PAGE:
- By early 2009, the situation had worsened with the global economic crisis taking a heavy toll on property values, construction and employment.
- As of February 2009 Dubai’s foreign debt was estimated at approx. USD 100 billion, leaving each of the emirate’s 250,000 UAE nationals responsible for 400,000 USD in foreign debt.
- A longer-term assessment of Dubai’s property market showed depreciation; some properties lost as much as 64% of their value from 2001 to November 2008.
- It contributed to the failure of key businesses, declines in consumer wealth estimated in the trillions of U.S. dollars, substantial financial commitments incurred by governments, and a significant decline in economic activity.
The Burst of the Bubble:
- Dubai, ruled by Sheikh Mohammed Bin Rashid Al Maktoum, had borrowed $80 billion in a four-year construction boom to transform the economy into a regional tourism and financial hub.
- This emirate in the due course of time suffered the world’s steepest property slump in the global recession, with home prices dropping 50 percent from their 2008 peak.
- Dubai world with $59 billion of liabilities, sought a “standstill” agreement from creditors. Its debt includes $3.52 billion of bonds due Dec. 14 from property unit Nakheel PJSC.
- Some analysts say that : The core reason for the Dubai Financial mess up is that Sheikh Mohammed’s decision to invest all his wealth as well as Dubai govt fortunes in Real estate markets in United states through a foreign investment arm of Emaar,which claimed to be the second largest property developer in US ,which ultimately went bankrupt due to recession and filed for chapter 11. Chapter 11 is a chapter of the United States Bankruptcy Code, which permits reorganization under the bankruptcy laws of the United States. (Chapter 7 governs the process of a liquidation bankruptcy, while Chapter 13 provides a reorganization process for the majority of private individuals. )
- Subsequently, Dubai shifted into crisis mode with its dangerous building boom stalled, its lending bonanza vanished and government pondered wider steps to rescue banks.
Announcement of Official Moratorium:
- On November 25, 2009, the Dubai government announced that the company “intends to ask all providers of financing to Dubai World and its subsidiary Nakheel to ‘standstill’ and extend maturities until at least 30 May 2010”. The company will also undergo a restructuring process with the help of Deloitte consultants. Several months earlier, Dubai World accounted for a $59-billion debt, nearly three-quarters of the emirate’s US$80-billion debt. This includes a US$3.5-billion loan which the company is unable to repay by its December deadline.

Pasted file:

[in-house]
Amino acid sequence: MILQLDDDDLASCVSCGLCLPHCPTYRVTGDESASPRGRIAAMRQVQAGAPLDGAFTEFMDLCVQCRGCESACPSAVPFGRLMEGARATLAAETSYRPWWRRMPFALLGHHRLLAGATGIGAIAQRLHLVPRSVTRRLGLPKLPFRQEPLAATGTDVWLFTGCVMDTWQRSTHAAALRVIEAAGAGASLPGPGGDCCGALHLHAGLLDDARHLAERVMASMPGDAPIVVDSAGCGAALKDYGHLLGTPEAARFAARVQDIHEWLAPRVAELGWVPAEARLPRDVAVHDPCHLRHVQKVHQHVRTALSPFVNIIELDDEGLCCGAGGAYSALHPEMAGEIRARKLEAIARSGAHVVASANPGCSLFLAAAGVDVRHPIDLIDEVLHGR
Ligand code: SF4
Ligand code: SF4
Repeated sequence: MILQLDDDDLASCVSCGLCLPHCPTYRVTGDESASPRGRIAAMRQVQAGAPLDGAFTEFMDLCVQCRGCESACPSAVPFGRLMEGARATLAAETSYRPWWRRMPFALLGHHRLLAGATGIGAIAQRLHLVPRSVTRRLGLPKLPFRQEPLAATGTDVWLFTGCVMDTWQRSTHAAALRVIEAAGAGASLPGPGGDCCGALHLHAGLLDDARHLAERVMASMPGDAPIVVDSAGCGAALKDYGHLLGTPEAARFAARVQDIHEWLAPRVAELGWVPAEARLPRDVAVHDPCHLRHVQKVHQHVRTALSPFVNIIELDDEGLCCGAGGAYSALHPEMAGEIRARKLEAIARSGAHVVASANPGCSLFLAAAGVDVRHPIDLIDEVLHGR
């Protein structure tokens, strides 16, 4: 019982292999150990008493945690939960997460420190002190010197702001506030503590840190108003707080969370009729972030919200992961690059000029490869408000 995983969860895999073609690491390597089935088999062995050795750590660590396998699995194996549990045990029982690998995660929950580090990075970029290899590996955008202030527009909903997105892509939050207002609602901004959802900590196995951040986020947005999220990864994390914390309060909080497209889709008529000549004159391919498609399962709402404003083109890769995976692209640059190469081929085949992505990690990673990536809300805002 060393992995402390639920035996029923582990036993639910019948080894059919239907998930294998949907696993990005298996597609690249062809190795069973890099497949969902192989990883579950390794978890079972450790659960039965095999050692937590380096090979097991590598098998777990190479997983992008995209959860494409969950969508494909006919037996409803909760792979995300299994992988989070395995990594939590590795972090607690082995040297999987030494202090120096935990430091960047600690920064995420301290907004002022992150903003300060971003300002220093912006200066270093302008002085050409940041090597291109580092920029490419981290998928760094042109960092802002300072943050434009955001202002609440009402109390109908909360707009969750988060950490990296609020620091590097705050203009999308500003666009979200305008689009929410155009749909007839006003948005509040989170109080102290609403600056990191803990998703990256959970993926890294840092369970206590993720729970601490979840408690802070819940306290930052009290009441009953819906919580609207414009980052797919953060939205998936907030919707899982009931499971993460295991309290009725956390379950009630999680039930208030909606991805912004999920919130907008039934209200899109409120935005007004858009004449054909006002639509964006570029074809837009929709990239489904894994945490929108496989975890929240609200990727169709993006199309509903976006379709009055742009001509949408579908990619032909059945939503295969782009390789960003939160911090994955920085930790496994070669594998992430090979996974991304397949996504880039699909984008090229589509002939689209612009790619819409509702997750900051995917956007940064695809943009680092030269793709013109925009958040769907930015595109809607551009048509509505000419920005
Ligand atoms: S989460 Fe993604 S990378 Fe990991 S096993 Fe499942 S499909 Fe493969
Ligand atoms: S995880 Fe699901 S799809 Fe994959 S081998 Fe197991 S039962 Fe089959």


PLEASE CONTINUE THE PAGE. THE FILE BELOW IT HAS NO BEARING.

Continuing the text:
Impact of Moratorium:
- The government’s announcement led both Moody’s and Standard & Poor’s Investors Services heavily downgraded the debt of various Dubai government-related entities with interests in property, utilities, commercial operations and commodities trading. In Moody’s case, the downgrade meant that the affected agencies lost their investment grade status.
- This led the main Europen markets plunged on 26, November followed by drops in Asian stocks on the 27 November. This led to a drop in the share indices of the major markets of the world.
Possible Role of Abu Dhabi as a Saver:
- Dubai asked Abudhabi to bail out from this crises.
- However , it up to Abu Dhabi, the wealthy capital of the United Arab Emirates how it would like to assist Dubai.
- Analysts are expecting Abu Dhabi (the senior and controlling Emirate in the UAE) to help soften the blow of this crisis.
- A recent report by HSBC confirms that Abu Dhabi has the cash liquidity to support its own banks and property companies.
- Therefore, Abu Dhabi is likely to use some of this liquidity and stability to help prevent a complete collapse of markets in Dubai.
- The UAE Central Bank has already confirmed that it´s board has discussed plans to launch facilities for supporting real estate lending in Dubai, as well as in the rest of the UAE.
image : Ben via flickr